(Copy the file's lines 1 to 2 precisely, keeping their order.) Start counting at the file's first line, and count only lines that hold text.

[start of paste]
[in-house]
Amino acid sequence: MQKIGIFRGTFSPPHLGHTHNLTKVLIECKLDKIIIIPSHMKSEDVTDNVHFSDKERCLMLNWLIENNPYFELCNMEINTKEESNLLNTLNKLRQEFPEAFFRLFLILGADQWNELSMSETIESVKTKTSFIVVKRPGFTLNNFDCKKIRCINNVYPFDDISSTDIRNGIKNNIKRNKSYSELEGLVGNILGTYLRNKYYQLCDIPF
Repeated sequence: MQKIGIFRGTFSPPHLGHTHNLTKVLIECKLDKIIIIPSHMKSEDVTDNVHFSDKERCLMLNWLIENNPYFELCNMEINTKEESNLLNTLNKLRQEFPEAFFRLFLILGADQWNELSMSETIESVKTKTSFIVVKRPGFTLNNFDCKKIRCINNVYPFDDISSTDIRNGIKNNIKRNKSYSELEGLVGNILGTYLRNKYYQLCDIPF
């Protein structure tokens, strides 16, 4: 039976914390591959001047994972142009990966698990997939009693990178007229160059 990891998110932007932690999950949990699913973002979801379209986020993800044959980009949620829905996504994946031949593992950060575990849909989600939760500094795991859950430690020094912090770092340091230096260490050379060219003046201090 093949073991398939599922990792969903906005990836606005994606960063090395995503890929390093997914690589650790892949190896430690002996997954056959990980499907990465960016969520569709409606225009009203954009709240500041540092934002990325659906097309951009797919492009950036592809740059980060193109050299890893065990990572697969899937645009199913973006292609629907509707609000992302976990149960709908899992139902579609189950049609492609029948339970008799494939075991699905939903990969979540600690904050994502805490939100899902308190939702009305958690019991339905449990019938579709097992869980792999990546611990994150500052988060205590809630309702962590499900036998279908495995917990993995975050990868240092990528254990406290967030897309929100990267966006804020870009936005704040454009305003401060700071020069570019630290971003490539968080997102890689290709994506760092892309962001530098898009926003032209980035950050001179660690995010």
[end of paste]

[in-house]
Amino acid sequence: MQKIGIFRGTFSPPHLGHTHNLTKVLIECKLDKIIIIPSHMKSEDVTDNVHFSDKERCLMLNWLIENNPYFELCNMEINTKEESNLLNTLNKLRQEFPEAFFRLFLILGADQWNELSMSETIESVKTKTSFIVVKRPGFTLNNFDCKKIRCINNVYPFDDISSTDIRNGIKNNIKRNKSYSELEGLVGNILGTYLRNKYYQLCDIPF